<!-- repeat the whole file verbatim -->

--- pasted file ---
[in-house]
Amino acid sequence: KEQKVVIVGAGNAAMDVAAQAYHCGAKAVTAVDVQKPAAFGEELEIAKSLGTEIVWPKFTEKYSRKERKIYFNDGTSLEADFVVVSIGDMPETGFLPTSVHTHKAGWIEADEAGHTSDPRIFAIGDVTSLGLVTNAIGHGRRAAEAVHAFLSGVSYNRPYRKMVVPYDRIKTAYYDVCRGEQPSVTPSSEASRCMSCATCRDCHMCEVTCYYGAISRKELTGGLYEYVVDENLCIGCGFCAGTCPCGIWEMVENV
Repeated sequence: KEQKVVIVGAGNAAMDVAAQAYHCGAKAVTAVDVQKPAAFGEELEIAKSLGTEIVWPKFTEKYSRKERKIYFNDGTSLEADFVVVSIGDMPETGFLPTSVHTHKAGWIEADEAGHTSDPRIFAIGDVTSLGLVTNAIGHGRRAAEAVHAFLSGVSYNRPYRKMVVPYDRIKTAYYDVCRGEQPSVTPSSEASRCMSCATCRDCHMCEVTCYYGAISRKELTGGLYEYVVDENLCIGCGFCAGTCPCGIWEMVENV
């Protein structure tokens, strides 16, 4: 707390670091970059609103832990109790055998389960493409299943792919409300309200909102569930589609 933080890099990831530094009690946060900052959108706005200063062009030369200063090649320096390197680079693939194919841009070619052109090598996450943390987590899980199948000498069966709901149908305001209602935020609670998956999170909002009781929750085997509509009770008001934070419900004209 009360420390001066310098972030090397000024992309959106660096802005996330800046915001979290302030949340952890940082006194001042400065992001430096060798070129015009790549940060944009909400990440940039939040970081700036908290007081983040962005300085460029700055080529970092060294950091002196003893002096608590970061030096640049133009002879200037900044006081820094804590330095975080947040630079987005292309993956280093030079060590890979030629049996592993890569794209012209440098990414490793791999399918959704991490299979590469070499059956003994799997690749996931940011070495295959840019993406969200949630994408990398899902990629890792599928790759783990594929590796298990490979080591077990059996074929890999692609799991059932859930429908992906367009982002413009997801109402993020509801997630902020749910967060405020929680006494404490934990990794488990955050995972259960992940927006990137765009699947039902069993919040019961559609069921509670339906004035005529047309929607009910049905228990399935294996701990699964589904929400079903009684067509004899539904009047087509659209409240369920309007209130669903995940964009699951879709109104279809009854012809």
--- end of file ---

[in-house]
Amino acid sequence: KEQKVVIVGAGNAAMDVAAQAYHCGAKAVTAVDVQKPAAFGEELEIAKSLGTEIVWPKFTEKYSRKERKIYFNDGTSLEADFVVVSIGDMPETGFLPTSVHTHKAGWIEADEAGHTSDPRIFAIGDVTSLGLVTNAIGHGRRAAEAVHAFLSGVSYNRPYRKMVVPYDRIKTAYYDVCRGEQPSVTPSSEASRCMSCATCRDCHMCEVTCYYGAISRKELTGGLYEYVVDENLCIGCGFCAGTCPCGIWEMVENV
Repeated sequence: KEQKVVIVGAGNAAMDVAAQAYHCGAKAVTAVDVQKPAAFGEELEIAKSLGTEIVWPKFTEKYSRKERKIYFNDGTSLEADFVVVSIGDMPETGFLPTSVHTHKAGWIEADEAGHTSDPRIFAIGDVTSLGLVTNAIGHGRRAAEAVHAFLSGVSYNRPYRKMVVPYDRIKTAYYDVCRGEQPSVTPSSEASRCMSCATCRDCHMCEVTCYYGAISRKELTGGLYEYVVDENLCIGCGFCAGTCPCGIWEMVENV
């Protein structure tokens, strides 16, 4: 707390670091970059609103832990109790055998389960493409299943792919409300309200909102569930589609 933080890099990831530094009690946060900052959108706005200063062009030369200063090649320096390197680079693939194919841009070619052109090598996450943390987590899980199948000498069966709901149908305001209602935020609670998956999170909002009781929750085997509509009770008001934070419900004209 009360420390001066310098972030090397000024992309959106660096802005996330800046915001979290302030949340952890940082006194001042400065992001430096060798070129015009790549940060944009909400990440940039939040970081700036908290007081983040962005300085460029700055080529970092060294950091002196003893002096608590970061030096640049133009002879200037900044006081820094804590330095975080947040630079987005292309993956280093030079060590890979030629049996592993890569794209012209440098990414490793791999399918959704991490299979590469070499059956003994799997690749996931940011070495295959840019993406969200949630994408990398899902990629890792599928790759783990594929590796298990490979080591077990059996074929890999692609799991059932859930429908992906367009982002413009997801109402993020509801997630902020749910967060405020929680006494404490934990990794488990955050995972259960992940927006990137765009699947039902069993919040019961559609069921509670339906004035005529047309929607009910049905228990399935294996701990699964589904929400079903009684067509004899539904009047087509659209409240369920309007209130669903995940964009699951879709109104279809009854012809």